> > A violation (even minor) on the client could cause a significant
> > violation of the server.
> Yes. Just like it can now.

Which is why UID/GID mapping must be done on the server. At the present time
the only network file system that can be supported is OpenAFS. And there, the
access rights are mediated by Kerberos credentials handled by the server, not

> > As in a shipping department mounting a server, and a financial client
> > mounting from the same server - a violation on the shipping client COULD
> > expose financial data; and the server not even know. Or worse - the
> > shipping depeartment has been outsourced...
> > The server MUST control access to its resources.
> Yes. As always.
> If you have an idea for a patch that fixes all these issues, I'll more
> than happy to see it.

We've already outlined most of it. The principle is that the server must
mediate the UID/GID maps.

With this in mind, the kernel NFS processes must have one additional task when
reciving/sending uid/gid lists over the net.

When sending: lookup the local uid in a reverse map to obtain the remote uid.
Each gid must also be reverse looked up to obtain the remote
gid(s). The resulting packet can then be sent to the client.
Violations in the lookup are to be treated like a network
error and logged (the system doesn't stop - it just sends an
error packet to the client, and logs the error. Lots of errors
may automatically disable the client, but that would be a different
policy - and should be handled by the external daemon/LSM module).

When recieving: lookup the remote uid to locate the local uid.
Each gid in the packet must also be looked up to obtain the
local gid(s). The modified packet can then be processed as
it currently is. The same type of error handling as for sending.

mountd changes: interpret small uid/gid lists, provide/generate optional
connections to the daemon instance. hmm.. one daemon for each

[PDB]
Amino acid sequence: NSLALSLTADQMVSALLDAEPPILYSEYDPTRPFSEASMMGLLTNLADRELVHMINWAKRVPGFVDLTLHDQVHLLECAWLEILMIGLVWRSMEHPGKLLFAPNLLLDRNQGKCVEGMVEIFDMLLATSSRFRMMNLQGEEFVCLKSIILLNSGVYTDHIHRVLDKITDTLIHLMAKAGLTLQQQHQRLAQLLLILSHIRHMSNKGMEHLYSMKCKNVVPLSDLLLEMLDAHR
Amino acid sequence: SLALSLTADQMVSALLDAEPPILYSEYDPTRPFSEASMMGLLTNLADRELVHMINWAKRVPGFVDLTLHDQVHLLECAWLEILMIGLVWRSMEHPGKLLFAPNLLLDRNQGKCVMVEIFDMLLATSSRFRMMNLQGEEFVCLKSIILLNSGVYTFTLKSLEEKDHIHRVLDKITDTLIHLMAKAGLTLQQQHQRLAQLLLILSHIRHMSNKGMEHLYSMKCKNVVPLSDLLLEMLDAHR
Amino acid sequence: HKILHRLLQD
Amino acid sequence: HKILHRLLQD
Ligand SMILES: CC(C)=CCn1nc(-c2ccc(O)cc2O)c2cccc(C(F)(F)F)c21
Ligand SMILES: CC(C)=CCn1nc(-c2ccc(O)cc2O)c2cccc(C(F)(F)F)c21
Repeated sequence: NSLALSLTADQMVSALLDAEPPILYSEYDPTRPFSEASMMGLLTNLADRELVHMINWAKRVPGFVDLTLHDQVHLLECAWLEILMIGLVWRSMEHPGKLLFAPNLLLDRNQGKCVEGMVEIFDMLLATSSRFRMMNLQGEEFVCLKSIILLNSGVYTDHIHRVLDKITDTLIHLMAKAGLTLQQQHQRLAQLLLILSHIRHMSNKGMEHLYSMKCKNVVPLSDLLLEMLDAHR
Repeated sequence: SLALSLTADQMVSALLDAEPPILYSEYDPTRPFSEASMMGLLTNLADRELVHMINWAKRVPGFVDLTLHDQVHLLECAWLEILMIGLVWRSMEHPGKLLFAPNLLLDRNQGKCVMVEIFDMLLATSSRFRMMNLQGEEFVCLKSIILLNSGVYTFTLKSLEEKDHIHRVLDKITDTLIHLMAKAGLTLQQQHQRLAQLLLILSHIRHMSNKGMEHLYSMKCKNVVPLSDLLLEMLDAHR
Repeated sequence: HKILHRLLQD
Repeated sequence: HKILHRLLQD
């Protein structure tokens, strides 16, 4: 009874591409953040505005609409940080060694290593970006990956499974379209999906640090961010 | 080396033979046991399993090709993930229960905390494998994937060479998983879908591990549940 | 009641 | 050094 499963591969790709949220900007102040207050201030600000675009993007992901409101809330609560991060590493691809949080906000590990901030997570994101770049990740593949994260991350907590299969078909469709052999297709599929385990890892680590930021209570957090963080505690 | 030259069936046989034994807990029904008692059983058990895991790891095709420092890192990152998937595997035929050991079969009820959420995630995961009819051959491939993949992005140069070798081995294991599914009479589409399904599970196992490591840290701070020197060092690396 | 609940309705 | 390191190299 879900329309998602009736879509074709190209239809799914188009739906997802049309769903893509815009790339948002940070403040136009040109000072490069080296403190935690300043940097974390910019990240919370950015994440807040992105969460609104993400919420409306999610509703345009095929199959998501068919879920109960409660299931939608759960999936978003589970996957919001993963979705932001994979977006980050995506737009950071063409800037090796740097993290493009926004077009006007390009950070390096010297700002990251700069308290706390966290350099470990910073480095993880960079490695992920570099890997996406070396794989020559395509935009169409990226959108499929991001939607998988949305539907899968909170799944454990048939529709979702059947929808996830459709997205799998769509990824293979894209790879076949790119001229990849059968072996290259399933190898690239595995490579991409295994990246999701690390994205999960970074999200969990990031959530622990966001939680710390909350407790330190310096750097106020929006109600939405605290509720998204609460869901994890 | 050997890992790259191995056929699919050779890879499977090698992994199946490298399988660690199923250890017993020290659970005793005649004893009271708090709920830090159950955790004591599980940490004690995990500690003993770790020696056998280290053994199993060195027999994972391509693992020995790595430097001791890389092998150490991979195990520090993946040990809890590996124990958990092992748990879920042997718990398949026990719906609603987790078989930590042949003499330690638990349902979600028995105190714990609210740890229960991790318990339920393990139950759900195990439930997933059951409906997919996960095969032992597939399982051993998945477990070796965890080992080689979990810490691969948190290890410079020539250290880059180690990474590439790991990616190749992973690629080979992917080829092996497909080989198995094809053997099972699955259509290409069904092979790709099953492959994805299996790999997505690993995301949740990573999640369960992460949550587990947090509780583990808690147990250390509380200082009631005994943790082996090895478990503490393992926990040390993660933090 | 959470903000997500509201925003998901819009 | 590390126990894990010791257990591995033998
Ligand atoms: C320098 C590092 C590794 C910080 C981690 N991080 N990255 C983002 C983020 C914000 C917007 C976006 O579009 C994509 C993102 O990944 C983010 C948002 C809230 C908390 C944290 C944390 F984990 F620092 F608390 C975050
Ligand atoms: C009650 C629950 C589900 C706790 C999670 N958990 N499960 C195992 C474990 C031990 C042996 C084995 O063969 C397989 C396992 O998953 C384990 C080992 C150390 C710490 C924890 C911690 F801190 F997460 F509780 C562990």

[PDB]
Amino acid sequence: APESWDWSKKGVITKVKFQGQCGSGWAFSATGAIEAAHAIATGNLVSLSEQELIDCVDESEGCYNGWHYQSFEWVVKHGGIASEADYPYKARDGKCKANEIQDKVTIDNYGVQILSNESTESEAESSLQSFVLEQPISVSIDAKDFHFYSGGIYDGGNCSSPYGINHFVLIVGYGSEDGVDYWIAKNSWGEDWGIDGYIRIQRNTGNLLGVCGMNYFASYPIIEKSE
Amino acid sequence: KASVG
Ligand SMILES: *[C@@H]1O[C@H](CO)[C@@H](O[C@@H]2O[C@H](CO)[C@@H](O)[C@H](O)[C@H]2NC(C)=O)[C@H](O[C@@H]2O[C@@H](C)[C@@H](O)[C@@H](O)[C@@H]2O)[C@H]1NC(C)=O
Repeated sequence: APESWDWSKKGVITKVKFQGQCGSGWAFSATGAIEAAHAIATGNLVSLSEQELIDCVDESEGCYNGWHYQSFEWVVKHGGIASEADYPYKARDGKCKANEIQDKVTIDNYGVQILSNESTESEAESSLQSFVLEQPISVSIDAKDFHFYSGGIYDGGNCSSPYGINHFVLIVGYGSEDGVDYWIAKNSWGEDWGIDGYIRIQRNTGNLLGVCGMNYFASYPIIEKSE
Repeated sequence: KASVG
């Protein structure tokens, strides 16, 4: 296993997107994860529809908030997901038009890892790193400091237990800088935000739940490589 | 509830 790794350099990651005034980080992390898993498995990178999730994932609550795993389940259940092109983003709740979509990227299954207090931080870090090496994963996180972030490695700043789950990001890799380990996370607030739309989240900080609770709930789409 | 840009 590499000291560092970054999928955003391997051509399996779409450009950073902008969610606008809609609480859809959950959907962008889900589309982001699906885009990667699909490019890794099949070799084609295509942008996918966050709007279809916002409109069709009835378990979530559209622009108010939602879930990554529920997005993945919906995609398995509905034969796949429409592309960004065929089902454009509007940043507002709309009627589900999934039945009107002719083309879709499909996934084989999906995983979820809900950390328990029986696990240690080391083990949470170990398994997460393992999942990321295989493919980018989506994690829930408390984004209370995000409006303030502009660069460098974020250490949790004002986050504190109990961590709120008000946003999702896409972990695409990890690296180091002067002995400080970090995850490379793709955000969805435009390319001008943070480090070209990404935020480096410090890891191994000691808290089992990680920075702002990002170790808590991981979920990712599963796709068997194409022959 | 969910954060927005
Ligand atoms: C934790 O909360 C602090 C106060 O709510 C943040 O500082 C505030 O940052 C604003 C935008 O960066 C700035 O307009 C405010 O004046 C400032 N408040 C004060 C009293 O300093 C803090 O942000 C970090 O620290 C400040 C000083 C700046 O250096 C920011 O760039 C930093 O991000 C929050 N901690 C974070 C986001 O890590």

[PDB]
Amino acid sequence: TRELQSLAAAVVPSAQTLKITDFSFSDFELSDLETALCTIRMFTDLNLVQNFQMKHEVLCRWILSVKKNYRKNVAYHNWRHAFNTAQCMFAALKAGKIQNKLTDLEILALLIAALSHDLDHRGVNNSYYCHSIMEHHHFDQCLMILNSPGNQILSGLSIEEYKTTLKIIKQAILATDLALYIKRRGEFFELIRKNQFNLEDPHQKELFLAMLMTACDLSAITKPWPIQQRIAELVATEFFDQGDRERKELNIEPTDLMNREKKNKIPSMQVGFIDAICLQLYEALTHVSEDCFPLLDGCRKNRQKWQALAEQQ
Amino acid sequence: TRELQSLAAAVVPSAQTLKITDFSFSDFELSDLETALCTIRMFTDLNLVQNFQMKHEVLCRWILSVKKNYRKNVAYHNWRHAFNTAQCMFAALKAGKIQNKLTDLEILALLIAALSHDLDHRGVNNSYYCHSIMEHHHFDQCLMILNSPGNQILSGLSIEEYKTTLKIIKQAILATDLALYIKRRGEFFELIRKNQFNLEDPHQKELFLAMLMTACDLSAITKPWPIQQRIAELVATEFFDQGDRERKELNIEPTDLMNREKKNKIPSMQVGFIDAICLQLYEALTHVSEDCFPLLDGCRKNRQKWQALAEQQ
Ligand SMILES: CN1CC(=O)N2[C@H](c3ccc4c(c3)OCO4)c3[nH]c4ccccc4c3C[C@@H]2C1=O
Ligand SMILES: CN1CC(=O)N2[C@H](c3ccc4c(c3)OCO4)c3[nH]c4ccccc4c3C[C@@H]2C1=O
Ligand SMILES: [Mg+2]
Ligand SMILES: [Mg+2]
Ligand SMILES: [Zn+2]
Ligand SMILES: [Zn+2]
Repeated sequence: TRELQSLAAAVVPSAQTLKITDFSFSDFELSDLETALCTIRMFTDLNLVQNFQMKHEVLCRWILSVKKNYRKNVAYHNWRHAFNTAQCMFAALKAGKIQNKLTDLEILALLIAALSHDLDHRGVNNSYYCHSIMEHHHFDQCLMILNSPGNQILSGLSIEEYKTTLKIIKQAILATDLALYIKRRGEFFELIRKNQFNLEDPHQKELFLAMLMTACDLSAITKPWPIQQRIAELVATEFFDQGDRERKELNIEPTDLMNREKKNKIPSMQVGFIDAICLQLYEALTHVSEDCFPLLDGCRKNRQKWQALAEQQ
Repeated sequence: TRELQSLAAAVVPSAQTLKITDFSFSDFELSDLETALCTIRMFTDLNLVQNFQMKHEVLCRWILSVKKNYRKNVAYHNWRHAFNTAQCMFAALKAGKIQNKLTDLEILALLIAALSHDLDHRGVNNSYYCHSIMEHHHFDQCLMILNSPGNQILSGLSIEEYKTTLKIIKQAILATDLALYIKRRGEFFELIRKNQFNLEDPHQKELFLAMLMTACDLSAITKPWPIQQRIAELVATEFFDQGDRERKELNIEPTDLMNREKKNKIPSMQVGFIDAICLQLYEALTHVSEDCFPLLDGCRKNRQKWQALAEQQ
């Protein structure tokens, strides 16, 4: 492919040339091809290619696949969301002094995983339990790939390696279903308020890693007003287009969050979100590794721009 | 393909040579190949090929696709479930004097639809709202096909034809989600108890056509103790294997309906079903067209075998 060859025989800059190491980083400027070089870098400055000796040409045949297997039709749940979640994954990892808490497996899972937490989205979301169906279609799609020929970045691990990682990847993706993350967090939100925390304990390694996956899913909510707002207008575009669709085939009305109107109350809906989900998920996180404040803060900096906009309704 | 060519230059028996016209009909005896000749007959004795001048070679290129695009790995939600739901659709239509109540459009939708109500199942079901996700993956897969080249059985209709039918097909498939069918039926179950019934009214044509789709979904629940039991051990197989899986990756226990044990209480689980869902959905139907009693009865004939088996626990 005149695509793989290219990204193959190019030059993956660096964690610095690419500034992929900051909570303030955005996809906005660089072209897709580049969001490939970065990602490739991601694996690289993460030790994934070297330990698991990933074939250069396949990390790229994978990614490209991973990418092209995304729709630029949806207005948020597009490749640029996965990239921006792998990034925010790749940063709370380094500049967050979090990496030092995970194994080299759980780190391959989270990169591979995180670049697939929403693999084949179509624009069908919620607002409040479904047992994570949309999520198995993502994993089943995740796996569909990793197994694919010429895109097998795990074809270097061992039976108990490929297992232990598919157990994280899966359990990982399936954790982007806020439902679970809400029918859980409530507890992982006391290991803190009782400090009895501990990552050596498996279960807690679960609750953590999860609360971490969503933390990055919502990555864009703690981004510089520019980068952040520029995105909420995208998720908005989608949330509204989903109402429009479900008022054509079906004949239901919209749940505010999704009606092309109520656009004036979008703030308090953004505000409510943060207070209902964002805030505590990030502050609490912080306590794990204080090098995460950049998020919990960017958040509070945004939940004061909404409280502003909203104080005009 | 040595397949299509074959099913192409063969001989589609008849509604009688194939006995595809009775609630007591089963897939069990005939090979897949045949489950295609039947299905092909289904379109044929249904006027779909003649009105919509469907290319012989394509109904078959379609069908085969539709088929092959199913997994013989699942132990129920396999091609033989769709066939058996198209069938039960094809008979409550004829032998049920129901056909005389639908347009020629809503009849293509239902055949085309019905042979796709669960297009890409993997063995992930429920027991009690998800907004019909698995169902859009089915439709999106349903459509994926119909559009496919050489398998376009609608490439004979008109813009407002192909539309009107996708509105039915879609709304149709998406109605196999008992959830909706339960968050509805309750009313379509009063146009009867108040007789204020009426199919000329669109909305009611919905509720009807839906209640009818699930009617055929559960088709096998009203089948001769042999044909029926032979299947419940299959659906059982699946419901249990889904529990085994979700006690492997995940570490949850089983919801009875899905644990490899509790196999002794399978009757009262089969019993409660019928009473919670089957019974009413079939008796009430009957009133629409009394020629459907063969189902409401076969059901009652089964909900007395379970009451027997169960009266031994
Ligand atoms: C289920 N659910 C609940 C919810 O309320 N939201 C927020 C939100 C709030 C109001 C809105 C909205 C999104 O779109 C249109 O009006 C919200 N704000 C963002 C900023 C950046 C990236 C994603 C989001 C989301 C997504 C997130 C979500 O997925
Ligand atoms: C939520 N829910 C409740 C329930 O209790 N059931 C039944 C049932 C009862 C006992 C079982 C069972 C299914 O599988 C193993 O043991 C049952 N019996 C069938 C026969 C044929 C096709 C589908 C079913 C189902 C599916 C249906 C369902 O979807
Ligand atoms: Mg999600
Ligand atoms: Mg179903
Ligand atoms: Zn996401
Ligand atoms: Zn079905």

mount? or one daemon for all... one for each mount would be
simpler to do at first - that way the daemon could be started
by mountd with a "mapper socket" and
the maps generated by an external utility, or even just a in ascii, and let the daemon generate binary
versions of both. This would also be easier to audit, though
more CPU bound if a bunch of workstations is done. (might not
be bad... if the UID/GID lists are small enought, no daemon
would be needed).

The lookup function must be capable of using sparse tables for cached
lookups for both forward and reverse mapping (radix searching for this
type of binary data is really fast, though hashing may provide equivalent
throughput for small data sets).

The lookup function must also be capable of reaching an external daemon
for cache misses (perhaps via a sysfs/udev domain socket?).

The default for the lookup function would be to use a 1:1 mapping (determined
from the exports initialization (xtab, and loaded by mountd when the remote
host does a mount). The lookup function MAY be able to use small lists without
a daemon (say 20-30 uids and gids) and support small exclusion lists (maybe
ranges for both permitted/excluded lists?).

The daemon would then be usefull for large lists to help keep the cache size
down. The size of the cache - containing real entries - should be a
configuration parameter.

There is also a possible issue with interfacing to the LSM, since this
touches on some of the structures that it can/should trace (though this
may be delayed until later for implementation, it is something to think
about for audit and security control).

Unfortunately, I'm not in a position to do coding - I've seen the AT&T System
V code (Cray version about 5 years ago)- to the point of debugging some NFS
mapping failures (which had to to with multi-level security options in
additon to UID/GID mapping).